Do not swim or ski in areas affected by the oil spill, and if traveling through the area by boat take precautions when hoisting the boat anchor. If oil makes contact with the skin, wash it off with soap and water.
Do not fish in oil spill-affected waters.
Do not harvest or eat dead fish, fish with oily residue, or fish that have a petroleum odor.
Avoid boating through oil slicks or sheens.
Young children, pregnant women, people with compromised immune systems, and individuals with underlying respiratory conditions should avoid the area.
Prevent pets from entering oil-contaminated areas.
Those near Florida’s Gulf Coast may detect an odor because of the oil spill. Some people are more sensitive to these odors and may experience nasal irritation and feelings of nausea. In combination with seasonal allergies, such as sensitivity to pollen, or pre-existing respiratory conditions such as asthma, some people may experience more severe symptoms.
Individuals experiencing respiratory symptoms that are aggravated by the odors from the oil spill should consider staying indoors in air-conditioning and avoiding strenuous outdoor activity.
If symptoms do not improve, contact a primary care physician or other health care provider for medical advice.
Individuals who have pre-existing medical conditions such as asthma or other respiratory illnesses should contact their health care professional if feeling symptomatic.
The health department is posting signs at the affected area. Residents can participate in activities that are above the high tide line. If they experience respiratory problems, they should leave the area and contact a physician.
The health department will continue to work with the Emergency Operations Center and will notify the public through the media and its websites http://www.waltonso.org,http://www.bswupdate.com and http://www.swfd.org when the health advisory is no longer in effect.
Oil is a hazardous substance. DO NOT handle or clean any type of oil from the beach. Crude oil, like motor oil, must be disposed of properly. Call 850-267-2000 or 1-866-448-5816 immediately if you spot tar balls or oil on any of Walton County’s 26 miles of beaches.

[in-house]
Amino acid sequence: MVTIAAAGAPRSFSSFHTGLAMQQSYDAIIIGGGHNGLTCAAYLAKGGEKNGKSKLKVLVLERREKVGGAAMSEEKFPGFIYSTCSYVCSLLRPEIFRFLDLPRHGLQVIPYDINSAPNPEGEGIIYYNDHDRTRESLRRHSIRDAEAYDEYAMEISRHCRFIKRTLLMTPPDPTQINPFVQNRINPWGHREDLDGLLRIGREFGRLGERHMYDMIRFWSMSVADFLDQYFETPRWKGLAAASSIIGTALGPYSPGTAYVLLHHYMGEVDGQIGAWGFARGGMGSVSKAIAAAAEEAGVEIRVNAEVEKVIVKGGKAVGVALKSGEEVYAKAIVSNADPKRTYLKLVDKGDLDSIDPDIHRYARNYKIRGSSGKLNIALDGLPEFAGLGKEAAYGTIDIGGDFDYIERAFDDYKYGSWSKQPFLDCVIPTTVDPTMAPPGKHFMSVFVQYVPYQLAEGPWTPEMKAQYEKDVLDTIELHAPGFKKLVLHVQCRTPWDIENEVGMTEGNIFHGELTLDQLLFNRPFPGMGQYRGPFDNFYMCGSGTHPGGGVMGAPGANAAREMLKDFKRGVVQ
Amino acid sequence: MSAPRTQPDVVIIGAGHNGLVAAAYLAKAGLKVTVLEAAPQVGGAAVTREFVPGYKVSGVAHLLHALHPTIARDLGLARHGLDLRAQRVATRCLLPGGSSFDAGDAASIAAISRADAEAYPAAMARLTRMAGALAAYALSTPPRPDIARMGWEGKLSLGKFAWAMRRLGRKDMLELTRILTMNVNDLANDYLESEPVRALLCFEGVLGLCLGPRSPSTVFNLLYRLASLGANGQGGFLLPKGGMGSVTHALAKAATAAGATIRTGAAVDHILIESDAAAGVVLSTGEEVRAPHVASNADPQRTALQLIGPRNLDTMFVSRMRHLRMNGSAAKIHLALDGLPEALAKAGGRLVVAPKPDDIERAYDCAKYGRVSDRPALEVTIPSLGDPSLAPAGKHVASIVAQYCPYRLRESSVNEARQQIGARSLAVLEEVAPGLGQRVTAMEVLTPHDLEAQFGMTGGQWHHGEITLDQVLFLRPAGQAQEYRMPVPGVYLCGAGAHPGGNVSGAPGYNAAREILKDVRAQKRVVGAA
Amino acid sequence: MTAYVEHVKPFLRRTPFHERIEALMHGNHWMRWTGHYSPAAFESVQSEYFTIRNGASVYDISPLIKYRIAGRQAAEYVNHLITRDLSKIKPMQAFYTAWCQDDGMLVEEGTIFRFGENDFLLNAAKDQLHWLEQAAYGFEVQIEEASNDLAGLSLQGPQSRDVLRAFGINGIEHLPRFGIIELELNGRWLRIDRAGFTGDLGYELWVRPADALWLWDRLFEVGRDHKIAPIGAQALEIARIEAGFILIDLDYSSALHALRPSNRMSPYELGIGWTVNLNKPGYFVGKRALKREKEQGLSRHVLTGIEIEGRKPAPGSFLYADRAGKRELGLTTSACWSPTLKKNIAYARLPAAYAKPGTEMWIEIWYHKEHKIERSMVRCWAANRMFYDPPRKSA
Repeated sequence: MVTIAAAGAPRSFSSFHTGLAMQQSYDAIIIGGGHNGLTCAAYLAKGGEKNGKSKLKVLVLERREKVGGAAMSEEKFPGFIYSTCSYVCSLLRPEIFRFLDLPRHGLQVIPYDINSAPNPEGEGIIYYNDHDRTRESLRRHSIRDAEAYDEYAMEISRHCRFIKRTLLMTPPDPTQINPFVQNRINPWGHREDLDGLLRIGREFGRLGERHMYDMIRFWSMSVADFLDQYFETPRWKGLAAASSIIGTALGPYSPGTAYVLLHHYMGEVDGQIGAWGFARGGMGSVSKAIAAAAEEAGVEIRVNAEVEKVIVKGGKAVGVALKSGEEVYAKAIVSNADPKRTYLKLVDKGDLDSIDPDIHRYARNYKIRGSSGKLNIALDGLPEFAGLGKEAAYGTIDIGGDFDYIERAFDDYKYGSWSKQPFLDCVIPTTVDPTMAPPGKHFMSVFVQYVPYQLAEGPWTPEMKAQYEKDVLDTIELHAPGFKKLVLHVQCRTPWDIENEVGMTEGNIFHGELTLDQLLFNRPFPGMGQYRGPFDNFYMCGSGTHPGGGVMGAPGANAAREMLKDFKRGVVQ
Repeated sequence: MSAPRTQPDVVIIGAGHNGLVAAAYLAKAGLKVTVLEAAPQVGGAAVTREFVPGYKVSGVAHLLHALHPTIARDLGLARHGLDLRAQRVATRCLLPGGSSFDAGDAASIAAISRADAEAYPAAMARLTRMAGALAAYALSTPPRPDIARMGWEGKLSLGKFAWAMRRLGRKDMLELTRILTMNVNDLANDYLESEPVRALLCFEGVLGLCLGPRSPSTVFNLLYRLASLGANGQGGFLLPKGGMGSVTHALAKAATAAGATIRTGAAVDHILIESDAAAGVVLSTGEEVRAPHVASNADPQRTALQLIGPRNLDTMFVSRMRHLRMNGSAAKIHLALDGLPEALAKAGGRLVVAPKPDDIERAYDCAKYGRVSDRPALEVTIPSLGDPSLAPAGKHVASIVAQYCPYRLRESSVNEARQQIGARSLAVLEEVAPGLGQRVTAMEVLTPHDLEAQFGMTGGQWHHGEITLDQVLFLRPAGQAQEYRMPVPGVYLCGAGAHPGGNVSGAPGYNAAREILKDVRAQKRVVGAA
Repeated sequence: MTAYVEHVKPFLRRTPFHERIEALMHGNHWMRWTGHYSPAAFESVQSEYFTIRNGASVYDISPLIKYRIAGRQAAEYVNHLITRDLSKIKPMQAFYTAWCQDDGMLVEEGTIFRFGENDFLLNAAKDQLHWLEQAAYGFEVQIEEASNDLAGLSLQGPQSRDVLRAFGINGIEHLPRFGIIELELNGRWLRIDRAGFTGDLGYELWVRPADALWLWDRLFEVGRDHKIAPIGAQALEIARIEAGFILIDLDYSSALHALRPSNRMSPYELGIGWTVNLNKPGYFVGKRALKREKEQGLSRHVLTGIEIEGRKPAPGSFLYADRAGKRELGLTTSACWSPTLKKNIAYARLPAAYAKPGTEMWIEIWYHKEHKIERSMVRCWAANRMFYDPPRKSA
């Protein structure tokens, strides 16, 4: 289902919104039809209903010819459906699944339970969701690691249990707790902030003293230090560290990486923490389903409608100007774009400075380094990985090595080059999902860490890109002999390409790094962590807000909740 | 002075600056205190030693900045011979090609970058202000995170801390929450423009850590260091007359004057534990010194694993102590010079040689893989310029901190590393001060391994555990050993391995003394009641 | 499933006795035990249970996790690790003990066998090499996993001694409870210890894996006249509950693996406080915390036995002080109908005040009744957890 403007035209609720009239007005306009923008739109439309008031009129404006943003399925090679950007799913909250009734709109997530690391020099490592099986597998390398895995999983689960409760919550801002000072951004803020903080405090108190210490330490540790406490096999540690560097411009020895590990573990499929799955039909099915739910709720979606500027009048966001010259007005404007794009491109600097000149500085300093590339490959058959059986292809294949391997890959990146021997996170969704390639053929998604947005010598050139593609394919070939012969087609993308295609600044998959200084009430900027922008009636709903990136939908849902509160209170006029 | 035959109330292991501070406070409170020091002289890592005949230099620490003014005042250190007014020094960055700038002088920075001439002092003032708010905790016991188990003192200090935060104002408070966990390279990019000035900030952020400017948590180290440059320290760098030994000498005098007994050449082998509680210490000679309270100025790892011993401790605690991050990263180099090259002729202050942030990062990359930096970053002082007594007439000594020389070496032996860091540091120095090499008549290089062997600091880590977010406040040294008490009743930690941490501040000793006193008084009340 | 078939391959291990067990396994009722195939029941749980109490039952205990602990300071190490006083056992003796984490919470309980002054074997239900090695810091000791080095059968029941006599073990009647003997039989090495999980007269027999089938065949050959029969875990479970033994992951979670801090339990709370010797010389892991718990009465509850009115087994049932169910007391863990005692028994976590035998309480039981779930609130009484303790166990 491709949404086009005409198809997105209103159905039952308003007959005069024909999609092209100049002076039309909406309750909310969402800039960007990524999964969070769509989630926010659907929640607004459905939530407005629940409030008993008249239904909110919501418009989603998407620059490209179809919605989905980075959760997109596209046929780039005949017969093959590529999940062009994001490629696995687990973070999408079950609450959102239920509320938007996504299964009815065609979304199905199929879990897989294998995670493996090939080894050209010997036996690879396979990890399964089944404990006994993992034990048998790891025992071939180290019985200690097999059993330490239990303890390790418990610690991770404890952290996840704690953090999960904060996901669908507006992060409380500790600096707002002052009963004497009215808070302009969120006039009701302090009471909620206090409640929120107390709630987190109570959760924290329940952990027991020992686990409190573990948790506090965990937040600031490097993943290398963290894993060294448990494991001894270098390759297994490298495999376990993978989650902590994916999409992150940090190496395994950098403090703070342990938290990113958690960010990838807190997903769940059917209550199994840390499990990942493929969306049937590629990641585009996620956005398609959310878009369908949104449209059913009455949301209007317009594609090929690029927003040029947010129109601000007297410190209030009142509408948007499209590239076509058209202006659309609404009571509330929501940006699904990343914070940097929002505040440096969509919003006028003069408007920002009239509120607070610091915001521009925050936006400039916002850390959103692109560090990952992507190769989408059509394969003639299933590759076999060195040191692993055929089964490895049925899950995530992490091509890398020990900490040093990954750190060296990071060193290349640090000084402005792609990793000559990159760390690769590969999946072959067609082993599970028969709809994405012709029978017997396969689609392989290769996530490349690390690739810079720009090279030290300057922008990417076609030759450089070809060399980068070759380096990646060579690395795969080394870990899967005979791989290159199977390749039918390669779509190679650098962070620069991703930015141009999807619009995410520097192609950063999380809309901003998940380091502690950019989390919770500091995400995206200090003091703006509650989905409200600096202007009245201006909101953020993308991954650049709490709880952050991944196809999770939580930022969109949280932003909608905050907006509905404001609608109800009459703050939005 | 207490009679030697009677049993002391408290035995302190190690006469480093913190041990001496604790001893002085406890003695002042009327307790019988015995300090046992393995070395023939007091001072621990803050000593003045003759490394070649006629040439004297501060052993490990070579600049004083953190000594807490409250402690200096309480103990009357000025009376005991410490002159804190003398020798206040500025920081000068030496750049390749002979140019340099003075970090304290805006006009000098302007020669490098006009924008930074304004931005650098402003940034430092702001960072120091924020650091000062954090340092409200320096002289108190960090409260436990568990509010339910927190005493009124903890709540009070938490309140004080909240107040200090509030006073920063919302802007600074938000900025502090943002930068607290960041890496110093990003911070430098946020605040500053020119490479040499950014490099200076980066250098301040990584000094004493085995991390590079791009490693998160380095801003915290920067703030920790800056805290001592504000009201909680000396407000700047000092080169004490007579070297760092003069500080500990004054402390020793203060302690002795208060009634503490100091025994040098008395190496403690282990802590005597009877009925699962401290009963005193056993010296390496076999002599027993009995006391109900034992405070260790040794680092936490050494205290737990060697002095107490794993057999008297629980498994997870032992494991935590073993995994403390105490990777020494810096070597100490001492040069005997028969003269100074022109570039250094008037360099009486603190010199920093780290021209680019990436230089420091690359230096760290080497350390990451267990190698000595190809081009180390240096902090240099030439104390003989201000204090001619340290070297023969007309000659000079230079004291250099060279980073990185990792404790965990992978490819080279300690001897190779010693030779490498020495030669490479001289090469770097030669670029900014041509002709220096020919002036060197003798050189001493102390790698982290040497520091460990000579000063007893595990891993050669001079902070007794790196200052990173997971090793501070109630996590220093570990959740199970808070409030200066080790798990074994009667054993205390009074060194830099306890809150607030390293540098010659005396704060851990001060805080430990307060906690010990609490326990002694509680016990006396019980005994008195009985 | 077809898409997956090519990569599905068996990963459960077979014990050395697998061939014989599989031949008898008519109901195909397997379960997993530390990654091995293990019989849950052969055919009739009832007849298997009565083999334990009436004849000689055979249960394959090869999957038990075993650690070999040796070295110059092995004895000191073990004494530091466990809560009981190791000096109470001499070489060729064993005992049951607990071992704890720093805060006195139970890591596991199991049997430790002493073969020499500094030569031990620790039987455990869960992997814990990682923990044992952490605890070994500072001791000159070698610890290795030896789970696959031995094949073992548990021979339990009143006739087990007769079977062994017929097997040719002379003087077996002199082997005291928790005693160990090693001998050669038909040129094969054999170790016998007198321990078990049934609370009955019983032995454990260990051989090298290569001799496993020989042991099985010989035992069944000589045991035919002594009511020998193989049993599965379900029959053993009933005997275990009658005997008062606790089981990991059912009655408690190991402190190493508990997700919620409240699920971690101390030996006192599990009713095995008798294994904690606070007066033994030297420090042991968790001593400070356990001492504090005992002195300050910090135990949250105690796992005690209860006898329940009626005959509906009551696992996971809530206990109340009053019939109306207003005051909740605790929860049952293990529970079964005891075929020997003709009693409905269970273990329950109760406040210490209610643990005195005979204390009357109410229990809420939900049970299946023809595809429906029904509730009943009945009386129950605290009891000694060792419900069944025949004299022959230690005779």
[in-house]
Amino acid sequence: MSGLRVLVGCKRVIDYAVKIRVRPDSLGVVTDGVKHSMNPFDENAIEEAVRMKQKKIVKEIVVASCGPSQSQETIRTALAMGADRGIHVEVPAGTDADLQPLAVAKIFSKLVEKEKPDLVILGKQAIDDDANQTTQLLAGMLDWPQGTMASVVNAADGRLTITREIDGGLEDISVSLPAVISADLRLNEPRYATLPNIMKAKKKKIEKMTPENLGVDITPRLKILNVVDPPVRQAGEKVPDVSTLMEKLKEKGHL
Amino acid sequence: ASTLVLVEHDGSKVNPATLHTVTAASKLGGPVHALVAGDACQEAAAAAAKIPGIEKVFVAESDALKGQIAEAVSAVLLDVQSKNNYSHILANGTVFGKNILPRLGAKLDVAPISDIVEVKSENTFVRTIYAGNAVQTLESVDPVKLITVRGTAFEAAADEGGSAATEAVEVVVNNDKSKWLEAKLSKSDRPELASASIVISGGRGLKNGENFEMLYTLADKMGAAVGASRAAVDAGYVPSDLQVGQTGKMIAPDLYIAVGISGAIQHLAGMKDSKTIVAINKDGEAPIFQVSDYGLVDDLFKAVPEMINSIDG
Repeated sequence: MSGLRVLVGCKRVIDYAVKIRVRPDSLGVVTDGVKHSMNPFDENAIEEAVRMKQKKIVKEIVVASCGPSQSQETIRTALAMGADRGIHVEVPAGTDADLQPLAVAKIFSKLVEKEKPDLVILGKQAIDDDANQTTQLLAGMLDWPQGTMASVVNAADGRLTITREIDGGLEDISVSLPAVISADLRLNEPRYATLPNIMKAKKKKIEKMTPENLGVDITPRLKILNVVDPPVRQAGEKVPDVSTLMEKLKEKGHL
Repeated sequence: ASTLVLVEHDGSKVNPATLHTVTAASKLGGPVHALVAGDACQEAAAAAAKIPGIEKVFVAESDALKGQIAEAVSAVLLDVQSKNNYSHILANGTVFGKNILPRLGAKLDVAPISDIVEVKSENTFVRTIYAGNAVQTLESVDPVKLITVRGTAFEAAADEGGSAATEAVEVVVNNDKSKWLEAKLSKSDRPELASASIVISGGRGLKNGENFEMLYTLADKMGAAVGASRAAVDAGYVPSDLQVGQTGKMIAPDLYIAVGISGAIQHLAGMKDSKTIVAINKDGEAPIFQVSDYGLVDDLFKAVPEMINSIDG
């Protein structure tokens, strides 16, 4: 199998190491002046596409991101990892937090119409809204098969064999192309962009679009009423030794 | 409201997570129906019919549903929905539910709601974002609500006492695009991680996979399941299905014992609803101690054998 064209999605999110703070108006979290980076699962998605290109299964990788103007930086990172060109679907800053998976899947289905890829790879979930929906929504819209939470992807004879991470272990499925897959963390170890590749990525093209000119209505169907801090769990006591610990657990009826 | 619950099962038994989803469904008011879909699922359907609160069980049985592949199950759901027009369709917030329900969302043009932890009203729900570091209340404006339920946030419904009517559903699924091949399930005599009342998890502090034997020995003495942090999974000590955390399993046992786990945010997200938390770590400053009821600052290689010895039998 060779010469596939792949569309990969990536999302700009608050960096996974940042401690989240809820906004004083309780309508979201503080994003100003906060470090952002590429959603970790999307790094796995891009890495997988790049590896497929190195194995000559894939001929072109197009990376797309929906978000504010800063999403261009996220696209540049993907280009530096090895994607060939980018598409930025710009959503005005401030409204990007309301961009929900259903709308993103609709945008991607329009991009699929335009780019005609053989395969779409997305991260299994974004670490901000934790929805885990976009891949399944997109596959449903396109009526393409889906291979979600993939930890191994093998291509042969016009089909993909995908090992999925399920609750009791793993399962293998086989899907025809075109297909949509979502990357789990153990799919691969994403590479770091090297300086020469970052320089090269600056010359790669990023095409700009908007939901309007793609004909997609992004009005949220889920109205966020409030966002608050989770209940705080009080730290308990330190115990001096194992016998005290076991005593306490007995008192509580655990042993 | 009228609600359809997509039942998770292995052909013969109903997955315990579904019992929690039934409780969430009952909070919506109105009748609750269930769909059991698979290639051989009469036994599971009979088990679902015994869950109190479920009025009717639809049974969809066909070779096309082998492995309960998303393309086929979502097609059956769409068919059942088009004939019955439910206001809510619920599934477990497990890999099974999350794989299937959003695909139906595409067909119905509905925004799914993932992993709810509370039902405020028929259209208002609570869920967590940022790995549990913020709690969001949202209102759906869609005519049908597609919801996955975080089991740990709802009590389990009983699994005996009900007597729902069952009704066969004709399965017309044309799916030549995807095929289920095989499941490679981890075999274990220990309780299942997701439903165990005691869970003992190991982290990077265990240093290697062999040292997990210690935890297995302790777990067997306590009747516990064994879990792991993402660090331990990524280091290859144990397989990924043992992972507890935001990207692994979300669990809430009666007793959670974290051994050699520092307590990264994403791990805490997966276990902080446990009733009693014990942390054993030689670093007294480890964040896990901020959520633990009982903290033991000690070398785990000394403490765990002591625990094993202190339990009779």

Sgt Raymon Dixon
Andalusia Police Department
On 05/27/2010 a K5 Blazer Blue and White in color was stolen from 534 E. Threenotch Street in Andalusia by four males that have been identified and arrested. On 05/27/2010 the four males that stole the truck took it to a local scrap metal business and sold it for $300.30 as scrap. The four males were all charged with Theft of Property in the 1st degree which is a class B felony and booked at the Covington County Jail under a $20,000 bond on 06/03/2010. 1} Michael Ward age 21 2} Brandon Crittenden age 24 3} Thomas Eric Bush age 29 4} Michael McCabe age25 all four are Andalusia residents.
On 06/16/2010 it was discovered that some employee’s of the local scrap metal business were advised the vehicle was stolen shortly after buying it. After employee’s reported the stolen vehicle had been crushed and no parts removed later removed a motor and transmission to sell and was located after a search warrant of the property was executed. Arrested on 06/17/2010 was Shannon Cooper age 41 from Repton Alabama. Additional warrants have been signed in connection with this case and more arrest expected.
Sgt Raymon Dixon
Andalusia Police Department
On 06/12/2010 and 06/21/2010 vehicles were broken into and electronics stolen from a local business parking lot. Investigators learned that it was the same 2 individuals on both cases through video surveillance. On 06/23/2010 the identity was learned of the 2 individuals and arrested were John Odekirk age 20 from Andalusia and Tiffany Morrow age 21 from Atlanta. Investigators also recovered some of the stolen electronics and returned to the owner. It was learned during the interviews that money to acquire cocaine was the motive for the thefts. Andalusia Investigators were assisted by local businesses and Investigators with the Covington County Sheriff’s Office in learning the suspects identities and where about. Both were charged with 2 counts of Auto Burglary and 2 counts of Theft of Property in the 3rd degree and booked in the County Jail under a $26,000 bond each.
Sgt. Raymon Dixon
Andalusia Police Dept.
Criminal Investigations Div.